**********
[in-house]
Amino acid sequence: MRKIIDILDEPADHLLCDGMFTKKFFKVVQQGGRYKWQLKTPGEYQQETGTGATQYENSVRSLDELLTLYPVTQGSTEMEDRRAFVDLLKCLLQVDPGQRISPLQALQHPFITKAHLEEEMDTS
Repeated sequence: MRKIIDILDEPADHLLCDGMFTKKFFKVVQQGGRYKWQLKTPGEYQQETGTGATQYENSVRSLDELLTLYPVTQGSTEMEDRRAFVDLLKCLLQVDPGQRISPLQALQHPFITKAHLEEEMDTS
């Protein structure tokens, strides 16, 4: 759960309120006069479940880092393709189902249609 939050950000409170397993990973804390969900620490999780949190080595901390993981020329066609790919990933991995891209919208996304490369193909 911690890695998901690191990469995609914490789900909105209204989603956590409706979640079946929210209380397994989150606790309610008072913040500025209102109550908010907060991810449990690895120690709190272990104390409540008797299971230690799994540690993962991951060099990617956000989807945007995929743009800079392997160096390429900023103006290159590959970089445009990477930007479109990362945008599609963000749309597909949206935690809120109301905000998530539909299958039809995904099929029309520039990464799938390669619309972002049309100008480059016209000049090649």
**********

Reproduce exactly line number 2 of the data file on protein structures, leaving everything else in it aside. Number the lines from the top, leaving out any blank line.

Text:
Amino acid sequence: MRKIIDILDEPADHLLCDGMFTKKFFKVVQQGGRYKWQLKTPGEYQQETGTGATQYENSVRSLDELLTLYPVTQGSTEMEDRRAFVDLLKCLLQVDPGQRISPLQALQHPFITKAHLEEEMDTS